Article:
Bukowski & The Beats

BukBeat: Exceptionally Authentic

“Bukowski was misshapen—a big hunchback, with a ravaged, pockmarked face, decayed nicotine-stained teeth, and pain-filled green eyes. Flat brown hair seemed pasted to an oversized skull—hips broader than shoulders, hands grotesquely small and soft. A beer gut sagged over his belt. He wore a white shirt, baggy pants, an ill-fitting suit, the kind convicts receive when released from prison. He looked like one, down and out.”

– Harold Norse, Memoirs of a Bastard Angel

 

The legend of Charles Bukowski holds its own against that of Jack Kerouac and other Beat figures. Yet in exactly which genre his works belong remains debated. Some lump him in with the Beats, others see him tied closer to the Punks. His work bears beat spontaneity and nonconformity, yet also displays the punk grunge and self-destructionBukowski’s identity, however, conflicts with both subgenres, and he certainly refused to identify with either. He remains too persistently down and out to belong with the Beats, who earnestly sought spiritual redemption, and too solitary, too determinedly apathetic to belong with the Punks, who loudly grouped together in their anti-establishment movement.

At the same time, it cannot be denied that Bukowski bears many stylistic and ideological similarities to the Beats. After exploring the links and contrasts between the two, Bukowski’s distinct identity emerges as an interesting blend of violence and compassion, one that could properly be coined as “BukBeat”—a term that suggests Bukowski’s opposition to certain Beat ideals (literally, bucking Beat), yet also acknowledges his rightful spot in the genre by awarding him his own subgenre in Beat literature. Bukowski’s autobiographical prose poetically and violently translate the musings of a figure who revolutionized poetry, and who many regard as an exceptionally authentic American icon.

Bukowski’s literary importance arguably rivals that of Kerouac, Hemingway, and Whitman. Since his death in 1994, he has retained an iconic image of the authentic working man, claiming fans across the globe, thriving in not only the United States, but in Canada, Britain, France, and the country in which he was born: Germany. His legacy appears manifested in numerous arenas: book stores have had to keep his books on closed shelves due to issues with over-zealous thieving fans;[i] over three-thousand people have membership to Bukowski.net, one of many online Bukowski fan sites; Facebook indicates that he remains more idolized than Kerouac or any other individual Beat writer—Bukowski’s web page has 167,954 “likes”, whereas Kerouac’s has only 56,940.[ii] In any case, arguing Bukowski’s literary and cultural impact is much easier than successfully placing him within a genre.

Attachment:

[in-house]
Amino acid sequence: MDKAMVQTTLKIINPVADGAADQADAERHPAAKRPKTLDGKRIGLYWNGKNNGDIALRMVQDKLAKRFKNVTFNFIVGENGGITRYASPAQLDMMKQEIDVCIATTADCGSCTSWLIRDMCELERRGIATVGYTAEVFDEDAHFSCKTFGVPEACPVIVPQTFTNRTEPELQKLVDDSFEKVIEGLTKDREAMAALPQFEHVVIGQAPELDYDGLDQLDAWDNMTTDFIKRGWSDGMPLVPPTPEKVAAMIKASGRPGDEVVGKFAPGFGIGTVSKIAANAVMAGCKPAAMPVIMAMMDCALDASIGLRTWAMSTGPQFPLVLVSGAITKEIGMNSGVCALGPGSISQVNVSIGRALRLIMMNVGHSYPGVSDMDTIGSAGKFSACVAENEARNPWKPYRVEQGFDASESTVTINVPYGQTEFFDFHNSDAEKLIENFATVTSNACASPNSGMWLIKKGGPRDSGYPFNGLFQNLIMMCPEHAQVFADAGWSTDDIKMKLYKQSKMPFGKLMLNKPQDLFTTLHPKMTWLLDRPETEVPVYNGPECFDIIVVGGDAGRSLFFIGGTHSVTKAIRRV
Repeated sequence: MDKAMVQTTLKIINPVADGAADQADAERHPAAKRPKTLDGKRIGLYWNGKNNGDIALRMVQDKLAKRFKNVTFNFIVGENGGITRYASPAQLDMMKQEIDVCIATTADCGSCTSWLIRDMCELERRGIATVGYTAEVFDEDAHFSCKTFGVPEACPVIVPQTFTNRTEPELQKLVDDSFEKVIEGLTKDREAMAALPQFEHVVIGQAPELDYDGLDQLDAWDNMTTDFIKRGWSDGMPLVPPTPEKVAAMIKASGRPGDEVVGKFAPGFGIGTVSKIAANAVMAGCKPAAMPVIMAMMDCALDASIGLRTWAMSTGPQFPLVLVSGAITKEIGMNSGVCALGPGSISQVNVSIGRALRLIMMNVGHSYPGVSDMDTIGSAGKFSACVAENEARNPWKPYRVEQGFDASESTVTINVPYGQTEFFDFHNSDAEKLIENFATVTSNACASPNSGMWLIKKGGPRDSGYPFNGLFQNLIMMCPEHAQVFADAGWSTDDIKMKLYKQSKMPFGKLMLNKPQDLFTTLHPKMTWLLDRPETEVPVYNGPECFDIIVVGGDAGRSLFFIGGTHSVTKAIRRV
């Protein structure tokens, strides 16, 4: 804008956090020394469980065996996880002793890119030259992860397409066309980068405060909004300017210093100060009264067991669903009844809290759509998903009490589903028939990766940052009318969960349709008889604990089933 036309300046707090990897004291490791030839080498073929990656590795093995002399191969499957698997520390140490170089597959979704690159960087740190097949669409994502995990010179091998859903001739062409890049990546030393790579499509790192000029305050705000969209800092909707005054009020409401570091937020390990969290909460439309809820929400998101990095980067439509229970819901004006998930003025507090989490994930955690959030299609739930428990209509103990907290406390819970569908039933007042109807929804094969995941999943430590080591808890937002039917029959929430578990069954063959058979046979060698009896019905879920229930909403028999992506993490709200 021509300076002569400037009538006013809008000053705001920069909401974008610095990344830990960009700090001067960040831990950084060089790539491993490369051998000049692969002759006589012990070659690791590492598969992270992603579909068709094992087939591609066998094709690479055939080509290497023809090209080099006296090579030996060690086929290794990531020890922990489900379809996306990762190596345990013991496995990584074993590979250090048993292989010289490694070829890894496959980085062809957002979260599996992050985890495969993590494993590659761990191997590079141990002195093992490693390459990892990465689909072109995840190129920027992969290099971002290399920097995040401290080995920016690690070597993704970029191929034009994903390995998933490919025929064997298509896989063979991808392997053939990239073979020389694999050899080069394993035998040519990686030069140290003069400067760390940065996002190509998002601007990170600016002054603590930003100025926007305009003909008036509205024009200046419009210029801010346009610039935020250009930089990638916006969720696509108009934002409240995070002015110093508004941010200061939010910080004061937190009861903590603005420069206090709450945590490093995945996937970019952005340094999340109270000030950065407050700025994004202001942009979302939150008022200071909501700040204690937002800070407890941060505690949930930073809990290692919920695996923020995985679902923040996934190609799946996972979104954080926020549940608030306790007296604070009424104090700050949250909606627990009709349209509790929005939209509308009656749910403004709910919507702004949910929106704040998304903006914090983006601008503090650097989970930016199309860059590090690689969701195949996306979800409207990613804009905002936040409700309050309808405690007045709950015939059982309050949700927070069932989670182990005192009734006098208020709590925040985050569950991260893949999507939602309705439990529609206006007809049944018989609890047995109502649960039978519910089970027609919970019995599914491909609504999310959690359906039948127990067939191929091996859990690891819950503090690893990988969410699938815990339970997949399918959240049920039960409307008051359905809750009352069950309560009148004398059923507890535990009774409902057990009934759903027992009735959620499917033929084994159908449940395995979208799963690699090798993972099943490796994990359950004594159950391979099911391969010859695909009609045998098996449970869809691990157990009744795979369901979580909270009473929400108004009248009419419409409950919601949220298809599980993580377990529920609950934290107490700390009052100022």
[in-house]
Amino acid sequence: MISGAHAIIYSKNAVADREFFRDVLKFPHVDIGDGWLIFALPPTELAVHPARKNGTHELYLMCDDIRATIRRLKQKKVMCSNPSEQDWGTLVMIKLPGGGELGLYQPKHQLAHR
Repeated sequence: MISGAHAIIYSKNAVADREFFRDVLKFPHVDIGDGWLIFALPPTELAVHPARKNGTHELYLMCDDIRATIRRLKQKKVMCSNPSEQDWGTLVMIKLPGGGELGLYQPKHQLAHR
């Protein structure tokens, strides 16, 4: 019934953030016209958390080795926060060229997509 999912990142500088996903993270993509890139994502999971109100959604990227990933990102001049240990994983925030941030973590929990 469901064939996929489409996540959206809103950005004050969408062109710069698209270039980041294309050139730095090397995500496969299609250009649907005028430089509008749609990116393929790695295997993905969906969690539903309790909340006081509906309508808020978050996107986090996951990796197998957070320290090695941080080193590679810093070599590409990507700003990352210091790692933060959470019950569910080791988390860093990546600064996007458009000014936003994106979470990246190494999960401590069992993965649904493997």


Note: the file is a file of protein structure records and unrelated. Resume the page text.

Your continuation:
Exploring Bukowski’s connections with the Beats becomes highlighted in the context of recent renewed interest in Beat culture. Since the 1990’s the Beat scene has littered bookstores, appeared in museums’ exhibitions throughout the United States, released new books, biographies, correspondence, and photographs. This past semester, the Beats have infiltrated Riley Hall of Art, popping up in a dreamy painting titled “Big Sur,” advertising Beat readings and folk music, hanging on a third-floor wall, effectively capturing a sentiment from generations past while simultaneously breathing a new life into it. Amidst modern economic concerns and weariness, people today seem to emphasize with Beat ideology as much as ever.

Similarly, Bukowski has become increasingly popular since his movie Barfly (1987) debuted. While he occasionally grumbled about the film’s inaccurate representation of the characters, Bukowski became a well-known name to many people outside of the poetry-community who otherwise might not have ever heard of him. His following has only increased since his death in 1994, and he has gone down in legend with the greats. Yet which classification he belongs with remains uncertain.

Bukowski belongs with the Beats for multiple reasons; firstly, because of the shared nature of their work, both of which were “a revolt against the conventions of a rigid society, fossilized in its terror of the cold war, prudish, materialistic and alienating”.[iii] Both Bukowski and the Beat figures were unsatisfied with the promises of participating in postwar consume-and-produce-society, and decided to live a more appealing lifestyle that was “counter” to the mainstream’s way of life. They both embraced a new style of writing, one that was more autobiographical than fictional, more spontaneous than conventional. They both hoped their apolitical musings would raise them to literary glory and had no intentions of overthrowing the established order. Yet perhaps the most significant similarity between Bukowski and the Beats (between Bukowski and Kerouac in particular) is that they both remained separate from the countercultural movement that sprung up in the late 60’s.